Buyer-Supplier Relationships and the Stakeholder Theory of Capital Structure
53 Pages Posted: 11 Mar 2005
Date Written: March 2007
Leverage affects a firm's liquidation decision and may therefore affect the value of relation-specific investments made by the firm's stakeholders (Titman, 1984). As a result, firms may want to maintain lower debt ratios if stakeholder relationships are especially important. We compile a database of firms' principal customers (those that account for at least 10% of sales or are otherwise considered important for business) from the Business Information File of Compustat 98 and test the predictions of this theory. We argue that a firm with suppliers that rely heavily on its purchases ("dependent suppliers") is likely to be particularly concerned about the effect its leverage ratio may have on the supplier firms' incentives to make specific investments. Consistent with our expectation, we find that the customers' leverage ratios are lower if their purchases from "dependent suppliers" constitute a higher proportion of their cost of goods sold. Moreover, consistent with Titman (1984) and Titman and Wessels (1988), only the proportion of purchases from suppliers in industries producing durable products (where specific investments are likely to be more important) drives this result. We also examine whether the supplier's leverage ratios are affected by the presence of principal customers. We find evidence of a negative relationship between the supplier's leverage ratio and the proportion of sales to principal customers; however, again, this result only holds for suppliers in industries producing durable products. Additional results suggest that firms producing durable products maintain lower leverage to attenuate potential stakeholder-driven costs associated with the loss of principal customers.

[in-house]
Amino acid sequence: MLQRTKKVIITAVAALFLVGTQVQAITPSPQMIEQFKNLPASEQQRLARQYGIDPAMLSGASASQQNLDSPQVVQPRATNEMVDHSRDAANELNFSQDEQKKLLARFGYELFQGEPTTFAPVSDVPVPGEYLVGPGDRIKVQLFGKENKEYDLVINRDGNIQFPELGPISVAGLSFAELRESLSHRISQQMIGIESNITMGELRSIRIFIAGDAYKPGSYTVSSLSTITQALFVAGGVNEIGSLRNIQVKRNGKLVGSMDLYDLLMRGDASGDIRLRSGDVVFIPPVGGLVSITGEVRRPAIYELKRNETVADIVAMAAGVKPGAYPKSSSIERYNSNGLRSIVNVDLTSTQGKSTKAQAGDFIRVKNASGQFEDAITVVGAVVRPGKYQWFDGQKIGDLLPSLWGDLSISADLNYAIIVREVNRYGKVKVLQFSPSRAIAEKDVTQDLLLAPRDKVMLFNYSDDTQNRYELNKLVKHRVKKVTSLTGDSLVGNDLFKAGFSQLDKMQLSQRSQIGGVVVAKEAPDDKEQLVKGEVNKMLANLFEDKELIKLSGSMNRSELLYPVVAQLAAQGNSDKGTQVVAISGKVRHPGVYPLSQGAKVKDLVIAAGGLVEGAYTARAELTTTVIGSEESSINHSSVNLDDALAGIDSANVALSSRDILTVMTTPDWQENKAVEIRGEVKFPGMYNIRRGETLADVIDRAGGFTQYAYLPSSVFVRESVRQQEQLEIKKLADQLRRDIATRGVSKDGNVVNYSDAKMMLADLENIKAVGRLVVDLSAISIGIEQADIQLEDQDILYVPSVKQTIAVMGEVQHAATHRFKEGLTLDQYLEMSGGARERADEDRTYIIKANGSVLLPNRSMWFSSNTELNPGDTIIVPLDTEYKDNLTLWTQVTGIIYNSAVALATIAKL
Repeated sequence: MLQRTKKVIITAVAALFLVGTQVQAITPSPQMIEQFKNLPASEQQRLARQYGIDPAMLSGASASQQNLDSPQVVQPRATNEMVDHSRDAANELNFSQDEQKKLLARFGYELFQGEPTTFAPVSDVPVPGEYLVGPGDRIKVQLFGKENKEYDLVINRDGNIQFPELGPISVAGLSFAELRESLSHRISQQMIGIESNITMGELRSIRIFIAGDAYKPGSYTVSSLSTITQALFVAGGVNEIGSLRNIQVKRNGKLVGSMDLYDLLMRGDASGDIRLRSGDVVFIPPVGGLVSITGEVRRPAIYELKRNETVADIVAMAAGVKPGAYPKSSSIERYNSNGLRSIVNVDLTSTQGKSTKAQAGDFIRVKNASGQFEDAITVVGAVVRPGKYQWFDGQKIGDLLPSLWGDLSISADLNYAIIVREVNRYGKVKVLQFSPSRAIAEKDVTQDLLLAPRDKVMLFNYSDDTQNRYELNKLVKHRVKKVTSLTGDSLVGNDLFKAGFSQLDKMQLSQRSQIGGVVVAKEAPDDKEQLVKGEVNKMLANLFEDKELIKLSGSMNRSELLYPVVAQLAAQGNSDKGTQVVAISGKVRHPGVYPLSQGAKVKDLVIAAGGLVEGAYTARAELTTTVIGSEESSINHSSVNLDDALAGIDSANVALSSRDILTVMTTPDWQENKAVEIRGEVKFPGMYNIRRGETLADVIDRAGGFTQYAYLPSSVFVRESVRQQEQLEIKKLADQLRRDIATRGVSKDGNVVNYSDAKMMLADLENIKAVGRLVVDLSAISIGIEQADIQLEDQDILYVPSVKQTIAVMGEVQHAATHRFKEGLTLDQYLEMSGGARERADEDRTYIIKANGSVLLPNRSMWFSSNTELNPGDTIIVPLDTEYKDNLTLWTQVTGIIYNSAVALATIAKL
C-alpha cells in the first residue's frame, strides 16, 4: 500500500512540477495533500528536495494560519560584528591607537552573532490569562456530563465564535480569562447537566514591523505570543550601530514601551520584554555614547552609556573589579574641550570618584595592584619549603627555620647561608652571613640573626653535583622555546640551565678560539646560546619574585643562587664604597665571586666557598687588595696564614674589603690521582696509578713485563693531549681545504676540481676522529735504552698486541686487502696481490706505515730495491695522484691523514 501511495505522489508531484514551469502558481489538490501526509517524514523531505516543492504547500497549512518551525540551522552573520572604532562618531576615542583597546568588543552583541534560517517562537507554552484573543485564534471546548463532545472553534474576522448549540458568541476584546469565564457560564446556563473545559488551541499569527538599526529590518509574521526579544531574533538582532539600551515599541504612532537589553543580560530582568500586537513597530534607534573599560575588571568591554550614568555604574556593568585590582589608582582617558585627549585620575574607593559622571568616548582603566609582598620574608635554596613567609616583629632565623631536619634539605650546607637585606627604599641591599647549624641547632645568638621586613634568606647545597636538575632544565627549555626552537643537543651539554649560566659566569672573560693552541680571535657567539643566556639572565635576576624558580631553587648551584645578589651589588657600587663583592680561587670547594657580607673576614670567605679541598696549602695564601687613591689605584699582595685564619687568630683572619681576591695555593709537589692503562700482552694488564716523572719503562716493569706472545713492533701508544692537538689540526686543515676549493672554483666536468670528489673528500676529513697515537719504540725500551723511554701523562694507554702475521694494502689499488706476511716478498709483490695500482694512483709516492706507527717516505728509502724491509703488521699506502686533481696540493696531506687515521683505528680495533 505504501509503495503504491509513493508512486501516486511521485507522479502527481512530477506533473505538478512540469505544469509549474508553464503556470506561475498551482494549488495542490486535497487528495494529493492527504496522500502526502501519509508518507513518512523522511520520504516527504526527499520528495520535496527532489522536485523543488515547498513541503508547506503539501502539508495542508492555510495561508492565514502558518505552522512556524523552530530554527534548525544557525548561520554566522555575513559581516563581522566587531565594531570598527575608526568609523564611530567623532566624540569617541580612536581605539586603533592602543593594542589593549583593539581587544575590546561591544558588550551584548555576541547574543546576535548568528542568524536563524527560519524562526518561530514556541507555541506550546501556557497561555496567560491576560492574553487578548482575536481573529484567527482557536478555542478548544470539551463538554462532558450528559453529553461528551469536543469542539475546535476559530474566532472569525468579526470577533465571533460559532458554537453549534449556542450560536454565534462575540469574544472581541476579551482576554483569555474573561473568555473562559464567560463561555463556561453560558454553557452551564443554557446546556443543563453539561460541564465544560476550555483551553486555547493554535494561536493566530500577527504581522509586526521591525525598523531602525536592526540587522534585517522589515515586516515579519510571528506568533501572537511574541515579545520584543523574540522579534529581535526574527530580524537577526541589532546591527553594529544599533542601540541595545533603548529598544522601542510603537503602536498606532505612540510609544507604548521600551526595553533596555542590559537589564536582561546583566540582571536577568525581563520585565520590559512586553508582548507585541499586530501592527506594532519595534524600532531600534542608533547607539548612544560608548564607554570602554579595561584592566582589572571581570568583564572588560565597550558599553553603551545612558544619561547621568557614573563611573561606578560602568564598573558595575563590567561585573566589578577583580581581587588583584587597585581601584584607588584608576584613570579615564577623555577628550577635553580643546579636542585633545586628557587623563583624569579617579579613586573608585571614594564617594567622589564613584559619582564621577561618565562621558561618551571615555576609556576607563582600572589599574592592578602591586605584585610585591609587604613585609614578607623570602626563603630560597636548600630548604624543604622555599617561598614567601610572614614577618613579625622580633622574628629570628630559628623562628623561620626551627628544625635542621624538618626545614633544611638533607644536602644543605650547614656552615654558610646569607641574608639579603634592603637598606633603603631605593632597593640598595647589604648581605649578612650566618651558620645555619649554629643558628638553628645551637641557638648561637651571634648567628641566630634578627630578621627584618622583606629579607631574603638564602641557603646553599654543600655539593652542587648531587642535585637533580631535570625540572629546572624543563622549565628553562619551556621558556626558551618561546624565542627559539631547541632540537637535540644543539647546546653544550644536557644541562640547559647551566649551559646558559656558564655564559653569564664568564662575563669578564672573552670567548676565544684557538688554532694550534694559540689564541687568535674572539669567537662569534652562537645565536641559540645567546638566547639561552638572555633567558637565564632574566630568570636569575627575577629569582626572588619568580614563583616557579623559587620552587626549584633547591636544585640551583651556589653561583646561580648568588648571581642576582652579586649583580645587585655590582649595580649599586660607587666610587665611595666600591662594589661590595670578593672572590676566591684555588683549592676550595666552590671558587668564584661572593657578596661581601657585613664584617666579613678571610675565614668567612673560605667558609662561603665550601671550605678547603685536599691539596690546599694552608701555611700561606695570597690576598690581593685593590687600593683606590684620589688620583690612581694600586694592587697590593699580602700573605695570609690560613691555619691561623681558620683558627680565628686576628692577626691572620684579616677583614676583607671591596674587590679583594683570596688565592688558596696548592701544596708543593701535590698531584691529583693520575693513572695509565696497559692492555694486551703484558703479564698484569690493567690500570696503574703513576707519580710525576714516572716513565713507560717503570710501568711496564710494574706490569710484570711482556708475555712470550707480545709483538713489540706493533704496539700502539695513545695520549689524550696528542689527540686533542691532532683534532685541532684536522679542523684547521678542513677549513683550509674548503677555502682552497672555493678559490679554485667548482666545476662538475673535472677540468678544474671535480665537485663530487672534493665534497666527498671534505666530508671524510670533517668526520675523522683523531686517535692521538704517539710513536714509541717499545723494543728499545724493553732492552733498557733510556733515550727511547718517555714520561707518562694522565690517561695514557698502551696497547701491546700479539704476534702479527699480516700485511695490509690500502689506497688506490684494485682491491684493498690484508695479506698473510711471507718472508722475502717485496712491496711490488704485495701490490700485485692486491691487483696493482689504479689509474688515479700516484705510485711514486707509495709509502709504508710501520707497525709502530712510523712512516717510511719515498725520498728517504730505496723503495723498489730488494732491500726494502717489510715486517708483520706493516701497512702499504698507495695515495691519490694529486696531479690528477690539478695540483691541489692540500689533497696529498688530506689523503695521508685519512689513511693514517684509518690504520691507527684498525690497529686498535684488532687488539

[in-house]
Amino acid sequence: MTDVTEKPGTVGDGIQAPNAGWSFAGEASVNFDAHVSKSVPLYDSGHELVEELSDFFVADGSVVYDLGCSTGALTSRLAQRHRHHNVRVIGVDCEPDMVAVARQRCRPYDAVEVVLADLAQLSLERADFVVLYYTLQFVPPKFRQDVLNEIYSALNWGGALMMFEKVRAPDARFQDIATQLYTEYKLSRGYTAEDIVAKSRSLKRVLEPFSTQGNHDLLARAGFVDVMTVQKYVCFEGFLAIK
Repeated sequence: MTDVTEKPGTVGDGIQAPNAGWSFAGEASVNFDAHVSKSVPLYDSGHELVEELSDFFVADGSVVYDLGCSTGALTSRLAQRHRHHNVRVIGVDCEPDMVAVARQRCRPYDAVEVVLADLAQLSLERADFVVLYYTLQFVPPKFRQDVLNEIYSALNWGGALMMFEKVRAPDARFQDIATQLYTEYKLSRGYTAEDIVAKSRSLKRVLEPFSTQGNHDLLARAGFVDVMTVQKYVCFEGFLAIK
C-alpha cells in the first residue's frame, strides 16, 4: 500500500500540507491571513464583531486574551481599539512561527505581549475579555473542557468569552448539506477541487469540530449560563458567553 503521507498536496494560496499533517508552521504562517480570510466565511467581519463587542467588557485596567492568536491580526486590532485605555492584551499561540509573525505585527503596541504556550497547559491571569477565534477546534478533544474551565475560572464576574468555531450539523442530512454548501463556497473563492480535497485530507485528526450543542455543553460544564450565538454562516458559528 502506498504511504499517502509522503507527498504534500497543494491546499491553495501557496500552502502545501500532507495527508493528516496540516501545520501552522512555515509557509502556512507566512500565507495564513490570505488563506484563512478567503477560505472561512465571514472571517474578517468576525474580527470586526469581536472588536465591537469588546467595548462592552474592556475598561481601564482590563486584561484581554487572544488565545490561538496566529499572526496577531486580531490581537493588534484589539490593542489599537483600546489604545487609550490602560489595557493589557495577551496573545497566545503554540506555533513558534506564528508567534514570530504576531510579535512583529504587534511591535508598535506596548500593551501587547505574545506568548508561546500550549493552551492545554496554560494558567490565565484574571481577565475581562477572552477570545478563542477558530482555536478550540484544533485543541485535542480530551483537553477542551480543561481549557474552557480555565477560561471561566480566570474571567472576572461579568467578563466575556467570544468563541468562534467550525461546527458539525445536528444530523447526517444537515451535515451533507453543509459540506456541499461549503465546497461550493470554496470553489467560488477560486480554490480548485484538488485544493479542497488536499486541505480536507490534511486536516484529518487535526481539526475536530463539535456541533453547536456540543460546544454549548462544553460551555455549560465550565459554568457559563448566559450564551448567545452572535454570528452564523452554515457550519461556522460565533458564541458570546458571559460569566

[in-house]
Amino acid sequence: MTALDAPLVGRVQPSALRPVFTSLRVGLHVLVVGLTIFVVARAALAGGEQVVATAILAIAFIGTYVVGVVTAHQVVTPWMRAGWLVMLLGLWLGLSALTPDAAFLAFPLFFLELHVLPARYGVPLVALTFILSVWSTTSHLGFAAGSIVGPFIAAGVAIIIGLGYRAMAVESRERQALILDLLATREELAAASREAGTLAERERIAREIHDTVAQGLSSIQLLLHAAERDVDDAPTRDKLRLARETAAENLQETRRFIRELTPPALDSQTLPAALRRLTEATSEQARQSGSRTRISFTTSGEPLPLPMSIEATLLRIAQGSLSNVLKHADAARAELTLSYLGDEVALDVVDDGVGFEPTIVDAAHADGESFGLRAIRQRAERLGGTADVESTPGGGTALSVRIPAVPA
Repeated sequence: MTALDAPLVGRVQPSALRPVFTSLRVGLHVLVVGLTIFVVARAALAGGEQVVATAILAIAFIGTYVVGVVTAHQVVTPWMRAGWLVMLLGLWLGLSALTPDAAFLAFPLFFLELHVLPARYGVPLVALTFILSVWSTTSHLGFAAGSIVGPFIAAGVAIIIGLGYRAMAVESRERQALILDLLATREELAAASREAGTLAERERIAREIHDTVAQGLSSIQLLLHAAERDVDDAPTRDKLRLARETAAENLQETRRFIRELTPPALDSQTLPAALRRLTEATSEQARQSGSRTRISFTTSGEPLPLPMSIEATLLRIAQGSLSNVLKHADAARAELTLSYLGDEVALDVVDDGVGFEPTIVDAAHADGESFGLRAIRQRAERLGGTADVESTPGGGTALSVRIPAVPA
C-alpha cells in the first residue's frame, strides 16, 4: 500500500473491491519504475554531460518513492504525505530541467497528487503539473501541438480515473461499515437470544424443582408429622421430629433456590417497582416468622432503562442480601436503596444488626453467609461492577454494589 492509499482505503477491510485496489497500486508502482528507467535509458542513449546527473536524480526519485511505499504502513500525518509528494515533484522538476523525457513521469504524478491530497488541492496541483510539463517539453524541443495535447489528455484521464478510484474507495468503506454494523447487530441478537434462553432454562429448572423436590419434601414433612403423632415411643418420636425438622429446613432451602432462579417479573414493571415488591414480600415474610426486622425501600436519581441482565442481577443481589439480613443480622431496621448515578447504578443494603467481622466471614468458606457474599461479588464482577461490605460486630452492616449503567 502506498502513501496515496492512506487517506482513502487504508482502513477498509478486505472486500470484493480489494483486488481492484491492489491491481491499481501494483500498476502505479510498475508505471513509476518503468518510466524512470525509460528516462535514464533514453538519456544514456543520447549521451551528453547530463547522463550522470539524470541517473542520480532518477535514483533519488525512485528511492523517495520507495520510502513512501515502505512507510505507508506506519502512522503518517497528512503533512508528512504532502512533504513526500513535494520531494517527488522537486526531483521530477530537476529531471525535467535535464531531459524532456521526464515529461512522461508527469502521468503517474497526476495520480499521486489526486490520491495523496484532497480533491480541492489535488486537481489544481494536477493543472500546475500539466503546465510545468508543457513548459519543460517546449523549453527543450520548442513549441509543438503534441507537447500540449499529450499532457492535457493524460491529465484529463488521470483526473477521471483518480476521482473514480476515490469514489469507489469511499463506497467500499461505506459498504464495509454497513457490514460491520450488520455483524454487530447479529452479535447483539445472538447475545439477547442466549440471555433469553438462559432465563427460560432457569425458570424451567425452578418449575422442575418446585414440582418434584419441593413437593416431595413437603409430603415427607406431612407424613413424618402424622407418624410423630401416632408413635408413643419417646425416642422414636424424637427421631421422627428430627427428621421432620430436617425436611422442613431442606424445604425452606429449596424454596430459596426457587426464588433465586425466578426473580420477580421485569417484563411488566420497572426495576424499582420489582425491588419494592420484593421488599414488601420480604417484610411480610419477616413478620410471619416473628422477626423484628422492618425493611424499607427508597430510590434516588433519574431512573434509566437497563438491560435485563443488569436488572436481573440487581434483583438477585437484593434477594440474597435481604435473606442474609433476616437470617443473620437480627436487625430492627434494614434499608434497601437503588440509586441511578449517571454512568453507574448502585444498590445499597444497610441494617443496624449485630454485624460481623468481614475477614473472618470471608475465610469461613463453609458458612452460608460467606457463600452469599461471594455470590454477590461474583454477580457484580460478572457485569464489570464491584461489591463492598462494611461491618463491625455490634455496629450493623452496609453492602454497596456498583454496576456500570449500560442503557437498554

Keywords: Capital Structure, Stakeholder Theory, Principal Customers
JEL Classification: G32, L22
Suggested Citation: Suggested Citation